The good luck black cat, revealed by camera traps

Camera traps enabled researchers and a professional photographer to document the presence of a rare black leopard.

Article by Sue Palminteri.

Sometimes, a black cat can bring good luck.

A professional photographer, together with leopard researchers from San Diego Zoo and Kenya’s Loisaba Conservancy, used camera traps to document the presence of a melanistic (black) leopard in Laikipia County in northern Kenya.

Field staff at Loisaba had received several reports of observations of a black leopard in the area in late 2017. After hearing the unconfirmed reports, the researchers set out to find it. In early 2018, they deployed eight remote cameras over a 0.5 square-kilometer (124-acre) area as part of a larger-scale exploration of the population dynamics of leopards in Loisaba and nearby Mpala conservancies.

Lead researcher Nick Pilfold of San Diego Zoo’s Institute for Conservation Researchand colleagues positioned the cameras at available water sources and animal trails in these dry bushlands, leaving them on 24/7 to take repeated 15 to 30-second video clips, with a 1-second break in between. They turned the cameras in public areas on only at night.

Within the first month, the camera traps confirmed the suspected sightings of the leopard with this rare dark [color morph](https://en.wikipedia.org/wiki/Polymorphism_(biology%29). They recorded the subadult female leopard five times at five different camera locations.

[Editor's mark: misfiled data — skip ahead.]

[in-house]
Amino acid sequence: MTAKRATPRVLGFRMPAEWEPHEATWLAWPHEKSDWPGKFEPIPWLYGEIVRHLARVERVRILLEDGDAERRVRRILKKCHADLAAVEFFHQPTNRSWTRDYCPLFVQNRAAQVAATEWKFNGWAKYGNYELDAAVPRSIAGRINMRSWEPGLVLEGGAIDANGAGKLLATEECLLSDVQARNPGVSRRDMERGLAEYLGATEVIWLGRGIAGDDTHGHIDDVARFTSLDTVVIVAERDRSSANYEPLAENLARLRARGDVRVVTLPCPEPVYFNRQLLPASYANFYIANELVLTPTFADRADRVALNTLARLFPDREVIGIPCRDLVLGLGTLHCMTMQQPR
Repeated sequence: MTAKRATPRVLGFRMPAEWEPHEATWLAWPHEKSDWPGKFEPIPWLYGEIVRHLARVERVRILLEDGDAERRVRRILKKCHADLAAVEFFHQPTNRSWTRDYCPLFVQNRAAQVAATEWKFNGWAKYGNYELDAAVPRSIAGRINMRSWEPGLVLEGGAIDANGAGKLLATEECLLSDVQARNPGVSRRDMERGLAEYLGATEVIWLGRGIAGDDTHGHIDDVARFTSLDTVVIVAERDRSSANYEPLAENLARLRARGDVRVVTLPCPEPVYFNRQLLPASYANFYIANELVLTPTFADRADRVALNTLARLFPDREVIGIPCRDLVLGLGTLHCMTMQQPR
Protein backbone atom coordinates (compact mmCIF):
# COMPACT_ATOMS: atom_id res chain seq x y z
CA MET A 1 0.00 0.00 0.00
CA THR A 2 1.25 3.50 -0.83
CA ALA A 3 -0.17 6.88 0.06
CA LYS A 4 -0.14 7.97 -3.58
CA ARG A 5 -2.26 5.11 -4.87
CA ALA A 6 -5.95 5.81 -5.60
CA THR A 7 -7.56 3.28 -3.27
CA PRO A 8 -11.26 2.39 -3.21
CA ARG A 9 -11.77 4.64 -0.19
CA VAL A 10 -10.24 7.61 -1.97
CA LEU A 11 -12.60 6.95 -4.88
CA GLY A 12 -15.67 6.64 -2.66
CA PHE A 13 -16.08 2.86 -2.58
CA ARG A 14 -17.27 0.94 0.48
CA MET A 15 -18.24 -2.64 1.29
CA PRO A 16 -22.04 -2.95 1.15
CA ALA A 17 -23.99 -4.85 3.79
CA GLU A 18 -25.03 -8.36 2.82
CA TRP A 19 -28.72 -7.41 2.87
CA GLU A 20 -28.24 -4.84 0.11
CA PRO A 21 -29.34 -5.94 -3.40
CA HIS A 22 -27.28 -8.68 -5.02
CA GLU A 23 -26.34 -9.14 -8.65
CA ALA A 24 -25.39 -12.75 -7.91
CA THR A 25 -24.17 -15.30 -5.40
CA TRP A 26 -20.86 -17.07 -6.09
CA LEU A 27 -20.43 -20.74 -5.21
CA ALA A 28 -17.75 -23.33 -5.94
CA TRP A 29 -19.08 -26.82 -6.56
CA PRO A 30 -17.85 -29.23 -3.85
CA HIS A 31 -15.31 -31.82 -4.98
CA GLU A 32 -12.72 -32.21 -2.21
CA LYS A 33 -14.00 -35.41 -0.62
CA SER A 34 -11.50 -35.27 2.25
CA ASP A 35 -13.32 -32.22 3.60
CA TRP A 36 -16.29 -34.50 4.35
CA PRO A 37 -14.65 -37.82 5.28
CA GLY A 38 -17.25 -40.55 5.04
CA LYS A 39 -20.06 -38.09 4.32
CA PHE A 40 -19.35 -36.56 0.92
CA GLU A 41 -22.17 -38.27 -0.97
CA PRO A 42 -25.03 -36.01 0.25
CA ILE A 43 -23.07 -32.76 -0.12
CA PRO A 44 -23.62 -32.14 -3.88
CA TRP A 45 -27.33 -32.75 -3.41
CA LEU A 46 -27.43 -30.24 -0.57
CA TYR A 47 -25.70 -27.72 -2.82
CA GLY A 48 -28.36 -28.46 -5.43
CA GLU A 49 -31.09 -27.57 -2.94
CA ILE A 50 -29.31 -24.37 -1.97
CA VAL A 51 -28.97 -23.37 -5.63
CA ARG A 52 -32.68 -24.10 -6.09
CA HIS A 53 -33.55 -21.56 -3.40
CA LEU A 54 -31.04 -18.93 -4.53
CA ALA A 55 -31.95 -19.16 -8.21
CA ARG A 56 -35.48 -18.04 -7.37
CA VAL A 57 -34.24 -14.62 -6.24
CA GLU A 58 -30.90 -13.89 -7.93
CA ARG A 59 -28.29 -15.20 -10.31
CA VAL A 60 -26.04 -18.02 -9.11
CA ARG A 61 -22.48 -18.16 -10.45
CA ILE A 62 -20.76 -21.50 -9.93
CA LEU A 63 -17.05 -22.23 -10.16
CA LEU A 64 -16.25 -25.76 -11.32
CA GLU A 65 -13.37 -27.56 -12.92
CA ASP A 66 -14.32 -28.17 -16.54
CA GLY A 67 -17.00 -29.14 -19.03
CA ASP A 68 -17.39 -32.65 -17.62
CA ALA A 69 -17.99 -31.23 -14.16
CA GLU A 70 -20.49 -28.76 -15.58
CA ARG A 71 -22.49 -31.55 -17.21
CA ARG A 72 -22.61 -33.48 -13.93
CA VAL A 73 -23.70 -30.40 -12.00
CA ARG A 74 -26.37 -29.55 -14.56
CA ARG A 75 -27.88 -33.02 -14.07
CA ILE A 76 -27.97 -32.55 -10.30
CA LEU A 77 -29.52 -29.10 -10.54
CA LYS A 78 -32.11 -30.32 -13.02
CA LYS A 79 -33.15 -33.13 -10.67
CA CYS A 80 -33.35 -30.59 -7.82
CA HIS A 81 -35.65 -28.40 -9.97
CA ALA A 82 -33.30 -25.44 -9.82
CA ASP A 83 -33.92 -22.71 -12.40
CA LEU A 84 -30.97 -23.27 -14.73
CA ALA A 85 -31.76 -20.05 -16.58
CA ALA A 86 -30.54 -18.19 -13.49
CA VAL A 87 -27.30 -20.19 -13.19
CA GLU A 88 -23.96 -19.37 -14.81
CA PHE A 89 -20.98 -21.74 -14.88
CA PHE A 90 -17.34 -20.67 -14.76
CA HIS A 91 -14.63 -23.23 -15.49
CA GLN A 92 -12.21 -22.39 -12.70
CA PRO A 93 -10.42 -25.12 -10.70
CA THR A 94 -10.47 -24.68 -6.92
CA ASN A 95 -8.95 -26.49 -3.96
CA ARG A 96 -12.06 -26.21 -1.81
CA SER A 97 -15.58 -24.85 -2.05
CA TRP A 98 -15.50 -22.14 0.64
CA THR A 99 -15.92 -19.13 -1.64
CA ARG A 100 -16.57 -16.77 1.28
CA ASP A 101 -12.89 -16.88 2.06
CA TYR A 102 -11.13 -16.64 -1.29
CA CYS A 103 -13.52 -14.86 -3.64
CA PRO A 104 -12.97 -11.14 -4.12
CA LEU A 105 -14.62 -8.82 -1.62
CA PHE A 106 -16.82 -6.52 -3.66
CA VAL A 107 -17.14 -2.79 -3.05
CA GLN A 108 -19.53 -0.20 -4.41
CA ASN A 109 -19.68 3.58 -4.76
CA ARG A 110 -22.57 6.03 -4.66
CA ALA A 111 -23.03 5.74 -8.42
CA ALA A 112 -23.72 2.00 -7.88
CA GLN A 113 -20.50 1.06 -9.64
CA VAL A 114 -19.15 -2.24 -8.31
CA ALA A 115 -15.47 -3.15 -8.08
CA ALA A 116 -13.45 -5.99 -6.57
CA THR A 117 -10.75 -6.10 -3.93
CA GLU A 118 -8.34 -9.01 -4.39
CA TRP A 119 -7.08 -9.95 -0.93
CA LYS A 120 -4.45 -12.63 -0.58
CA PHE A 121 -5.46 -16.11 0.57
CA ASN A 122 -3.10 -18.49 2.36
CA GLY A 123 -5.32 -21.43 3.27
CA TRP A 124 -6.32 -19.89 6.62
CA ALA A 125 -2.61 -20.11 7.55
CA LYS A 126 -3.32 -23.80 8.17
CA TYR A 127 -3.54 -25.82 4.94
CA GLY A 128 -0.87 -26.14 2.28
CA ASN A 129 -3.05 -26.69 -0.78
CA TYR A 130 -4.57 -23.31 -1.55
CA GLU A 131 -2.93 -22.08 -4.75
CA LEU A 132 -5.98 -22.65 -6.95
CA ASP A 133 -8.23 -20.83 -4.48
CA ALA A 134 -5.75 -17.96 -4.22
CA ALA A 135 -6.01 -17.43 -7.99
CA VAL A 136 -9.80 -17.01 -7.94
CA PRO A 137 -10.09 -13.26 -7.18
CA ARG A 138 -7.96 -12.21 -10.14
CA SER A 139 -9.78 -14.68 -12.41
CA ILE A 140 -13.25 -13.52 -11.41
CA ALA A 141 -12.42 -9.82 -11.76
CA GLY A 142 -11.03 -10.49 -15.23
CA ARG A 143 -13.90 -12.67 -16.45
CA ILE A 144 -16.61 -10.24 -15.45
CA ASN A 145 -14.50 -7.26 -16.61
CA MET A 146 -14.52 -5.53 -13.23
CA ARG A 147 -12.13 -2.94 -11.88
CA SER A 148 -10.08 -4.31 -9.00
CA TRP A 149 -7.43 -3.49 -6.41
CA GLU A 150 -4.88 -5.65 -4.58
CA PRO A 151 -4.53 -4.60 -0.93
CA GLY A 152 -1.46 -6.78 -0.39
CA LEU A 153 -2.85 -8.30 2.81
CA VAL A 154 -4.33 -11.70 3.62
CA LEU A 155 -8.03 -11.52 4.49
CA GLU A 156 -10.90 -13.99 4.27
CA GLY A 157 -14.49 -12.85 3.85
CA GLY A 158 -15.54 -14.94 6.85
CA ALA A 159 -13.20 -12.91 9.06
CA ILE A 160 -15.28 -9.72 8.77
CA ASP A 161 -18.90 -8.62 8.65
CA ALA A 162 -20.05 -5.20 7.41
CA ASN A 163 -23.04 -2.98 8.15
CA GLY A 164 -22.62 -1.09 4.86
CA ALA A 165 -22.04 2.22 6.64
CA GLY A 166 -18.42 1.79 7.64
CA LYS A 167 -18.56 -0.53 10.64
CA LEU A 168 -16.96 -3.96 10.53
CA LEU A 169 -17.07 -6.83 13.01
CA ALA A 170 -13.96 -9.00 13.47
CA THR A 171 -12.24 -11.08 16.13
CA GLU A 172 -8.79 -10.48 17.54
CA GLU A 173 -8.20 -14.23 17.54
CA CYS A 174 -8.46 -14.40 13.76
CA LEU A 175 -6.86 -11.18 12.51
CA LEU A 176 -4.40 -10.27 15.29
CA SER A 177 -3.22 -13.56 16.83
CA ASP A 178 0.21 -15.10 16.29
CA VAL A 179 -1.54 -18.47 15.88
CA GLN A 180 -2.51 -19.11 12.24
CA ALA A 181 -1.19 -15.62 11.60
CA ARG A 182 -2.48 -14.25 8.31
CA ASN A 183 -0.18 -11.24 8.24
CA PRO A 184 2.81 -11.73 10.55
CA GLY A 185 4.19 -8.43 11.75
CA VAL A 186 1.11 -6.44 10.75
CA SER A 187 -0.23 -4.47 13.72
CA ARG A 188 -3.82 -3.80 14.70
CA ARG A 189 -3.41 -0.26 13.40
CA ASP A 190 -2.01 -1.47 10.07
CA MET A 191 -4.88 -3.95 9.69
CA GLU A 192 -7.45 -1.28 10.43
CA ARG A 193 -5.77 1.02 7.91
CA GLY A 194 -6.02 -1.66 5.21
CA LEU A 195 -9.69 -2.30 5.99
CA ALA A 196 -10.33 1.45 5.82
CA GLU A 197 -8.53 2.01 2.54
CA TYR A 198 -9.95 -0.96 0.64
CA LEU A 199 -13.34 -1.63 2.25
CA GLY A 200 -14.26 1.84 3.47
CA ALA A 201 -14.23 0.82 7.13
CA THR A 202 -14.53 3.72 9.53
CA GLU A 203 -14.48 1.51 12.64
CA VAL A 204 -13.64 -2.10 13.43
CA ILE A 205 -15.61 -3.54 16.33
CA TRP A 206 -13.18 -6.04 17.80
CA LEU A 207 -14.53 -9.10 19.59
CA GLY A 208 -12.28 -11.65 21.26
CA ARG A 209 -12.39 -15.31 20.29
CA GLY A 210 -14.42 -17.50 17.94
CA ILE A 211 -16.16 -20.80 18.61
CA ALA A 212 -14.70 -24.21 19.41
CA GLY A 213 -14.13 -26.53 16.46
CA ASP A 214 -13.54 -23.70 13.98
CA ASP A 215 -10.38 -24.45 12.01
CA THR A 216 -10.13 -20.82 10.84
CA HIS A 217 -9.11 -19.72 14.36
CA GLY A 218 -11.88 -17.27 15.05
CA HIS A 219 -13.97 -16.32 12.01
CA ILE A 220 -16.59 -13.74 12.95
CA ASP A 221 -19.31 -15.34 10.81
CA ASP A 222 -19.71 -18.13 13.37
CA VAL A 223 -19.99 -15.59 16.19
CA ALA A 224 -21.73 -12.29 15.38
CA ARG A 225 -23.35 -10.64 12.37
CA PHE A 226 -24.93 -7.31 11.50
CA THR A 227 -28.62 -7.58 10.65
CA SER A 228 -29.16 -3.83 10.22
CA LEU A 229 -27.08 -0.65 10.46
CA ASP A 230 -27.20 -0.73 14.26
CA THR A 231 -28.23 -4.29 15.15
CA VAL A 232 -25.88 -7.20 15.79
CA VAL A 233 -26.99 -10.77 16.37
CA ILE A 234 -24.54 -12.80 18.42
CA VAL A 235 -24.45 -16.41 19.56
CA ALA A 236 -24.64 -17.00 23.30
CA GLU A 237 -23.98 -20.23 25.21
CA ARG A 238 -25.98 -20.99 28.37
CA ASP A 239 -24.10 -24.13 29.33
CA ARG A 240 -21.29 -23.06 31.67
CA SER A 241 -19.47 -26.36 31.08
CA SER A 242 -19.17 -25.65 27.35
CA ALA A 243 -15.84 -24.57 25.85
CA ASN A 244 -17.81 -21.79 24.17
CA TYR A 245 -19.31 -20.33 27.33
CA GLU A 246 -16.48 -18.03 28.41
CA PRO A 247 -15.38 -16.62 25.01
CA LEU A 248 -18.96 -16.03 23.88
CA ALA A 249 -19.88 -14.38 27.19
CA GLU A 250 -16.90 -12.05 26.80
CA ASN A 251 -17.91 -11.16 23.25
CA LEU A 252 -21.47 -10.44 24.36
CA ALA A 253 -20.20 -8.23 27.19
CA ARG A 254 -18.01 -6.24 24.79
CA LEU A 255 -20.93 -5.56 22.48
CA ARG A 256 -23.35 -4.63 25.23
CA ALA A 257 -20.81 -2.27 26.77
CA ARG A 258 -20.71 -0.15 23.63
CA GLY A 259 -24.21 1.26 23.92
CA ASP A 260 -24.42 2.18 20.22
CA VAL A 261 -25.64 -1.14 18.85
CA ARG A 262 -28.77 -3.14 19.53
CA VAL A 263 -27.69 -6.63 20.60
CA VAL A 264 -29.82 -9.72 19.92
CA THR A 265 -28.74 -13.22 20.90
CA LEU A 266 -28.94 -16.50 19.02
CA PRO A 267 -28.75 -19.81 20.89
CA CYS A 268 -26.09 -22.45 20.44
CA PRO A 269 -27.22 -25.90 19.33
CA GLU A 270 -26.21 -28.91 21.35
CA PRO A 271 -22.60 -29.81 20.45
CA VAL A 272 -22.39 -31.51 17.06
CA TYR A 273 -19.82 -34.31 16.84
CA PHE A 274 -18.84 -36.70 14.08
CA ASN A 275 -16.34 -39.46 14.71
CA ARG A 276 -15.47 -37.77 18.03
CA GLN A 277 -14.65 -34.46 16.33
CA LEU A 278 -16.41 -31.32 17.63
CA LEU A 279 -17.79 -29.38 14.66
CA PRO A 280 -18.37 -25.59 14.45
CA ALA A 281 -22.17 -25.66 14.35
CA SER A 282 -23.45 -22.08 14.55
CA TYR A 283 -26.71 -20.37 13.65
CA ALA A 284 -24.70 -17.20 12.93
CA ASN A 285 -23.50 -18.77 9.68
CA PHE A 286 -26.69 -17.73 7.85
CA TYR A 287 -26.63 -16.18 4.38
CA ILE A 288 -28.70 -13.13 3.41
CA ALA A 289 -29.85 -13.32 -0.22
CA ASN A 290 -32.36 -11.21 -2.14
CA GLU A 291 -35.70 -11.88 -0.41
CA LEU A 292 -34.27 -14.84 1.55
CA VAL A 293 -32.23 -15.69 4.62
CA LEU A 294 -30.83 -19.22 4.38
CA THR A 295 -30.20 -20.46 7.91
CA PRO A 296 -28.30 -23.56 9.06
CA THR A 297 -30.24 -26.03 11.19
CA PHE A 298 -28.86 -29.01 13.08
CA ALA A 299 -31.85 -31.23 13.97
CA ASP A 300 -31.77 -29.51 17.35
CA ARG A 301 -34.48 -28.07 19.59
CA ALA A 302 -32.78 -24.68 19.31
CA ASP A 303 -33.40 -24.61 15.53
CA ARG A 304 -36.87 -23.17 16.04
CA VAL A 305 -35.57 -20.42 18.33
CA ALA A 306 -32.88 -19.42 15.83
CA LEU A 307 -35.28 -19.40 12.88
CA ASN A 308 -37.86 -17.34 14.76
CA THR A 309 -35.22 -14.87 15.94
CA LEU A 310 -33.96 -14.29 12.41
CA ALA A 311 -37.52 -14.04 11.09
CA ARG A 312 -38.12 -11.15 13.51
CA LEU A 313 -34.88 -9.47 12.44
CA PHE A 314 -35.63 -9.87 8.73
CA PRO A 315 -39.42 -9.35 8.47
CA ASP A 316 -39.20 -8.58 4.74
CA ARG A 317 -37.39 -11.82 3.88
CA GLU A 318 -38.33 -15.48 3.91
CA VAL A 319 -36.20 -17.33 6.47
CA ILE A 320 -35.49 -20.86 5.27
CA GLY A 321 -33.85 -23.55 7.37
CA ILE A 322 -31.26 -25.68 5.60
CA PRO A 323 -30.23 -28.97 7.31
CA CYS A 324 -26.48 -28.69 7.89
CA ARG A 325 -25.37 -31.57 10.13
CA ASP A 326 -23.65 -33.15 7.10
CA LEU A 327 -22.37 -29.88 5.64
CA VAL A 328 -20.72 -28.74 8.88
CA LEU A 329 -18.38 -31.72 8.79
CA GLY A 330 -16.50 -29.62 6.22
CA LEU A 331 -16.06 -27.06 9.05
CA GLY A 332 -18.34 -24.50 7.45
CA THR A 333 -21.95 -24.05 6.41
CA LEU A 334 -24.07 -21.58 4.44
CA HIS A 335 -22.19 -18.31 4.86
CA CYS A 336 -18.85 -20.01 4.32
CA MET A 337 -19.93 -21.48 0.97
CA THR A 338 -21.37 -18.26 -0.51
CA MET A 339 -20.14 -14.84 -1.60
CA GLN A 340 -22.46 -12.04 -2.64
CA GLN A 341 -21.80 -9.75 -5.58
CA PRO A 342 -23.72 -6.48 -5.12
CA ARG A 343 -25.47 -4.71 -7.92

“It is likely that black leopards have been living in Kenya all along, it is only that high-quality imagery to confirm it has been missing until now,” Pilfold told CNN.

Photographer Will Burrard-Lucas also documented the black cat, using a Camtraptions camera trap to obtain a set of dramatic, professional-quality photos. He wrote in a blog post, “As far as I know, these are the first high-quality camera trap photographs of a wild melanistic leopard ever taken in Africa.”

Melanism is a condition resulting from a gene that causes a surplus of melanin pigment in the skin or hair of an animal so that it appears black. Roughly 11 percent of leopards are thought to be melanistic, Pilfold said, but most occur in Southeast Asia, where their darker color may offer camouflage in the region’s tropical forests.

“Black leopards in Africa are extremely rare,” he added, “and prior to the observations in our published paper, the last confirmed observation was 1909 in Ethiopia.”

Citation

Pilfold, N. W., Letoluai, A., Ruppert, K., Glikman, J. A., Stacy‐Dawes, J., O’Connor, D., & Owen, M. Confirmation of black leopard (Panthera pardus pardus) living in Laikipia County, Kenya. African Journal of Ecology.

Banner image by Will Burrad-Lucas, courtesy of Camtraptions, Ltd, contrasts the black leopard with the full moon behind.

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